8.02x Electricity and Magnetism—Spring 2013 MITx Course Report (MITx Working Paper #10)

2014
mm/dd/yyyy

Content

Add Comment

“8.02x presents the basic concepts of Electromagnetism, and how this touches upon a vast variety of interesting real-world physics.” —edx.org

This report was produced jointly by the MIT Office of Digital Learning, and the HarvardX Research Committee.

January 21, 2014

Seaton, D. T., Reich, J., Nesterko, S, Mullaney, T., Waldo, J., Ho, A., & Chuang, I. (2014). 8.02x Electricity and Magnetism - Spring 2013 MITx Course Report (MITx Working Paper #10).
7

Content Type: 

Format: 

Introduction

8.02x is the second course in the MIT introductory physics sequence on electricity and magnetism. The course covers electric fields, magnetic fields, electromagnetic forces, conductors and dielectrics, electromagnetic waves, and the nature of light. The 8.02x online version follows the MIT on-campus class as it was given by Professor Walter Lewin in the spring of 2002, and includes his video lectures and problem solving sessions. The course also contains animations and interactive simulations developed under Professor John Belcher for MIT’s Technology Enabled Active Learning (TEAL) classroom.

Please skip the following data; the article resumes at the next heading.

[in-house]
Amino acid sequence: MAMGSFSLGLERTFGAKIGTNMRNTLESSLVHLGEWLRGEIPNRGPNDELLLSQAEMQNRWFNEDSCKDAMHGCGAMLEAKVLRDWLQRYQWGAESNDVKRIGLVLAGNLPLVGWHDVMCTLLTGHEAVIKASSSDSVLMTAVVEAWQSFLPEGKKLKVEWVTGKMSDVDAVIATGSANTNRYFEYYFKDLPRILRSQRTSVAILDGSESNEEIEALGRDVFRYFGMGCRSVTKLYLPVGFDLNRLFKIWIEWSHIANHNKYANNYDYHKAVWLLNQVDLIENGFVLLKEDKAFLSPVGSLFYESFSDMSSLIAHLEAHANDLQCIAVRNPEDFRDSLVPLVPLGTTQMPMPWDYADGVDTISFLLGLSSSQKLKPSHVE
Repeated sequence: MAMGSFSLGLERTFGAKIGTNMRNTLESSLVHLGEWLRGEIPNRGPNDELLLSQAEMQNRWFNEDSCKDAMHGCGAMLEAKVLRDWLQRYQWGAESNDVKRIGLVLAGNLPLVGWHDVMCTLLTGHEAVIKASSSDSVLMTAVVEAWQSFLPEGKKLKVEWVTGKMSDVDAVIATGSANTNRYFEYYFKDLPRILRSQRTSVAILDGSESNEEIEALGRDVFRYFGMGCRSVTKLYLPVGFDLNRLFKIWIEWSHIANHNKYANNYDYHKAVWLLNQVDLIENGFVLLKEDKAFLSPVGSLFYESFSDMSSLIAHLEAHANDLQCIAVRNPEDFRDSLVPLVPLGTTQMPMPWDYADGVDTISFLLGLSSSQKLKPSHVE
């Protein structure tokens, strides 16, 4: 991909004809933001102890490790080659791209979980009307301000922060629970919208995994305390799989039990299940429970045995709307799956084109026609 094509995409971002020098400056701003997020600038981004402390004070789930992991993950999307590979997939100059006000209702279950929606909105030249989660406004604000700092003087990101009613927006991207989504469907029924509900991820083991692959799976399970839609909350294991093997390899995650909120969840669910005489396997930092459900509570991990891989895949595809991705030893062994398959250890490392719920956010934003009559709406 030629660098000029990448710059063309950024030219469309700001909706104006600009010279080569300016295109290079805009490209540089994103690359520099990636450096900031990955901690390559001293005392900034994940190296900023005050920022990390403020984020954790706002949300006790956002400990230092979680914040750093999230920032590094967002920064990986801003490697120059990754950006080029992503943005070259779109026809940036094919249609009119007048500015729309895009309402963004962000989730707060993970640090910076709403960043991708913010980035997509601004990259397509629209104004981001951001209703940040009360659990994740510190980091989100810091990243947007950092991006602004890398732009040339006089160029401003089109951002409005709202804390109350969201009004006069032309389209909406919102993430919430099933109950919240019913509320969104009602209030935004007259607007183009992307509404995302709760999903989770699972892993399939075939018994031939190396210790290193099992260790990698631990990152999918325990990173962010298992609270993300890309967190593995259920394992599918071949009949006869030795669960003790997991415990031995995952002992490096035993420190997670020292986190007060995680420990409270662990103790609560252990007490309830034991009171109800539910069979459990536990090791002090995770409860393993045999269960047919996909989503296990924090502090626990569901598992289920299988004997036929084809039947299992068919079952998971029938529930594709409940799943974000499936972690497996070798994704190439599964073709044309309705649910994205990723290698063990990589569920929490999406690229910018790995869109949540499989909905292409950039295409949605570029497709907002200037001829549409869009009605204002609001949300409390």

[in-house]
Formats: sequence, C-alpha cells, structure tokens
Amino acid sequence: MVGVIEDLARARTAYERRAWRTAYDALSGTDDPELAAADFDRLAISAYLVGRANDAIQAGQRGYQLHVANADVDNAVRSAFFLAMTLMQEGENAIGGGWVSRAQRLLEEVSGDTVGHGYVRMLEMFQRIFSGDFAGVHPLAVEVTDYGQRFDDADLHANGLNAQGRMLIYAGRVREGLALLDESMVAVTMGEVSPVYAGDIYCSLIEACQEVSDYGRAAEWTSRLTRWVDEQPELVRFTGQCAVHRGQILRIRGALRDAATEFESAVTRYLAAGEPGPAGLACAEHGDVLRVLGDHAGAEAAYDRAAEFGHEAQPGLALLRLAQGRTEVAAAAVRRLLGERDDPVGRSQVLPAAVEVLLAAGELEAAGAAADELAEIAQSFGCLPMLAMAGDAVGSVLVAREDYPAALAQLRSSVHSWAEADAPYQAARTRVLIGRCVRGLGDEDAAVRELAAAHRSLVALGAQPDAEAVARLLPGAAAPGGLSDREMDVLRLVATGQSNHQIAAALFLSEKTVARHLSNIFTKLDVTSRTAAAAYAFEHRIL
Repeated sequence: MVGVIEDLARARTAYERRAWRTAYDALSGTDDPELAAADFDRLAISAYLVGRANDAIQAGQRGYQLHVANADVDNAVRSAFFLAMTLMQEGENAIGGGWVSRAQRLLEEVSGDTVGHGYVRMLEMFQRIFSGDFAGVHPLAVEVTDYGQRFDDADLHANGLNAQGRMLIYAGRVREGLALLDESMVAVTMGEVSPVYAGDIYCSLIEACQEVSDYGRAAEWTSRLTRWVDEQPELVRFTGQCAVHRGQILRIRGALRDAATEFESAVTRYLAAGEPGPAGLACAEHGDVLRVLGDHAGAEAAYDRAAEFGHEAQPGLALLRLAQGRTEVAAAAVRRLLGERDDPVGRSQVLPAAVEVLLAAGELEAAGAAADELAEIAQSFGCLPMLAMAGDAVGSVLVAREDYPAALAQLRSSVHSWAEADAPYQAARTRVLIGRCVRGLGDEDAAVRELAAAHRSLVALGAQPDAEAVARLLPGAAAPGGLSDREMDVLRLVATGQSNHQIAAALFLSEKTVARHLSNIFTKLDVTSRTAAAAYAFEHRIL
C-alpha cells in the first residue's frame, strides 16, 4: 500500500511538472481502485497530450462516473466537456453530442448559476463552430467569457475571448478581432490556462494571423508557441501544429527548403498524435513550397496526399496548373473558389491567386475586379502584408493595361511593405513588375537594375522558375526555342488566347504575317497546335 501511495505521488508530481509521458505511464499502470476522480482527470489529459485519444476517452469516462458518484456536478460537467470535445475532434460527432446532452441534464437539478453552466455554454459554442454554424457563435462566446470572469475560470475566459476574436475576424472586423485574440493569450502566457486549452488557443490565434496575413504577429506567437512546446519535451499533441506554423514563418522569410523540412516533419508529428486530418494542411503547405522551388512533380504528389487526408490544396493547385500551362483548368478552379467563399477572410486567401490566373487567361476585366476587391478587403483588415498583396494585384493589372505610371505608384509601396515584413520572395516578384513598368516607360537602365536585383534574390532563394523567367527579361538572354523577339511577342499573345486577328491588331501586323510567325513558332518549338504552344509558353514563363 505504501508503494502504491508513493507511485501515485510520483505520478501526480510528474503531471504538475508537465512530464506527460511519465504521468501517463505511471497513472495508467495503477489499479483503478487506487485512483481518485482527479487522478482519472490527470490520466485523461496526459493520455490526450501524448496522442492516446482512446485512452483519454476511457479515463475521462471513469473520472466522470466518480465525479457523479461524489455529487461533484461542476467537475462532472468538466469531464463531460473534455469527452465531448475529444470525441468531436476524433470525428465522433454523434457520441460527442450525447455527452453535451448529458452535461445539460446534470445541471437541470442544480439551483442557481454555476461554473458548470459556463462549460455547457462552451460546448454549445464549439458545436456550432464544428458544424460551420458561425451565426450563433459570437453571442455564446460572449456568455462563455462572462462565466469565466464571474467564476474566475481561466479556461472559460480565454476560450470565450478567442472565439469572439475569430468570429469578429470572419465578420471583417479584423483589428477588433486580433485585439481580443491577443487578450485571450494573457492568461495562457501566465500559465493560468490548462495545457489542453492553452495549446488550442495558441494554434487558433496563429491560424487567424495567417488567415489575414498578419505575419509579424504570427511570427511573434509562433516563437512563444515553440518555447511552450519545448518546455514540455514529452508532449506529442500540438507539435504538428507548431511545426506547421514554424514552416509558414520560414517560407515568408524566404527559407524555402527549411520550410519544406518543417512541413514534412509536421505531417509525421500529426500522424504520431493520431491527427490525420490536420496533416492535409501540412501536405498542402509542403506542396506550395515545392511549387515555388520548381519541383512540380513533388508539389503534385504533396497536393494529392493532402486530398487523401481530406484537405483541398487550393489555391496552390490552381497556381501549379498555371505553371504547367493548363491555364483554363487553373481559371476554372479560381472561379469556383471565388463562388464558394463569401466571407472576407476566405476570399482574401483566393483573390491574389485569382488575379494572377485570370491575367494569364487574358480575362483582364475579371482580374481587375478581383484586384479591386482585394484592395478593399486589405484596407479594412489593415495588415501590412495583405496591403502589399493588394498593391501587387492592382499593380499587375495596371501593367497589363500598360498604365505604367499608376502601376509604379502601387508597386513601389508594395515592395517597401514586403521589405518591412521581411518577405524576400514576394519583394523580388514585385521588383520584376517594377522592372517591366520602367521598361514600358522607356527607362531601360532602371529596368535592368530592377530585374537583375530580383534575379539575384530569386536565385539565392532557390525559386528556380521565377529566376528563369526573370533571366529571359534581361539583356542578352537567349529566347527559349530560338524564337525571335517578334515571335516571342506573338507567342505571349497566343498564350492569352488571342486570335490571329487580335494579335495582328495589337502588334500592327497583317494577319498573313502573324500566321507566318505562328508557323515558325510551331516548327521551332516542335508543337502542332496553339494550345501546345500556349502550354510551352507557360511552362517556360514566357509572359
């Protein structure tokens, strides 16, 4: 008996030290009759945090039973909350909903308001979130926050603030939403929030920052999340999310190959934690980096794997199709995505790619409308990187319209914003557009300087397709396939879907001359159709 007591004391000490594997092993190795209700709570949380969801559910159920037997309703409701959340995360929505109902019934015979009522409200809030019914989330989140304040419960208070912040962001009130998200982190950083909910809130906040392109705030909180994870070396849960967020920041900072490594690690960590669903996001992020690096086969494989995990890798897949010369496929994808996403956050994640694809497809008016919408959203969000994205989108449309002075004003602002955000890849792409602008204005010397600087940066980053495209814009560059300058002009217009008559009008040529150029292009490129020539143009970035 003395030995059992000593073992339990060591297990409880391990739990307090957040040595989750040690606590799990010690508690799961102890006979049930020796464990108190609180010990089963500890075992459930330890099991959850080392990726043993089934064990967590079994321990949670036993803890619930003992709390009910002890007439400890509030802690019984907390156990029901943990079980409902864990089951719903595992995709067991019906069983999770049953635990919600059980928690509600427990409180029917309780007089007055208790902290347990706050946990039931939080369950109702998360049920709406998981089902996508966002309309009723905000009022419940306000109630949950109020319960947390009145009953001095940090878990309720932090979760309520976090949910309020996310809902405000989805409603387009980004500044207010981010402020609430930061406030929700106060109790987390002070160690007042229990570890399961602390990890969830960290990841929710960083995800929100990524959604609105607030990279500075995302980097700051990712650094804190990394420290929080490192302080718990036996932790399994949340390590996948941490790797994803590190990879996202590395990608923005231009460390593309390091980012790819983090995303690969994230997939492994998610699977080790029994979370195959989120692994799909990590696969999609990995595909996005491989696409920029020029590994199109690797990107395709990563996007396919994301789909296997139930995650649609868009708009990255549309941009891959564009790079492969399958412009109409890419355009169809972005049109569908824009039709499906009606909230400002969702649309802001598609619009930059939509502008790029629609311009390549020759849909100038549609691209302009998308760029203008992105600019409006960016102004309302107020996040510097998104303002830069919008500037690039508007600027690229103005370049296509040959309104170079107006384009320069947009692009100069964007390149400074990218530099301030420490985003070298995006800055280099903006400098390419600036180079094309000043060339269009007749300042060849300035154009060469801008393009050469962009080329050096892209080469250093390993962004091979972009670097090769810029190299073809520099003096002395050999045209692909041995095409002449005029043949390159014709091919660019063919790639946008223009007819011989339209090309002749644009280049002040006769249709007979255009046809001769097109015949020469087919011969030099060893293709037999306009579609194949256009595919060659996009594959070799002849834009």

8.02x was offered as a MITx on edX course in the Spring of 2013. In addition to Professors Lewin and Belcher, course staff included Dr. Ricardo Abbate, Dr. Peter Dourmashkin, Dr. Saif Rayyan, Dr. George Stephans, and Professor Isaac Chuang.

Many participants in MITx on edX courses come with different intentions and levels of interest, and many resemble shoppers and auditors in their course activity. This report defines four overlapping subpopulations of participants (numbers below): those who registered, viewed some course content, explored the course, and were certified [1].

Table 1

Course Structure

Course structure refers to the type, frequency, and order of resources in a given course. Within an MITx course on edX [2], course structure is made up of a few base resource types (problems, videos, html pages), each categorized under a specific course component. Figure 1 visualizes the 1158 resources of 8.02x ordered according to their appearance in the course, where each line indicates a separate resource, and the length approximates the weight of the component toward final course grade (lecture sequences do not count). Text labels indicate selected chapters, which are the highest level on the “courseware” menu that houses the course content.

Figure 1. (Top) Course structure visualization highlighting course resource density, where the y-axis represents the temporal order of resources in the course. (Bottom) A legend providing context for each course component.

Figure 1

Figure 1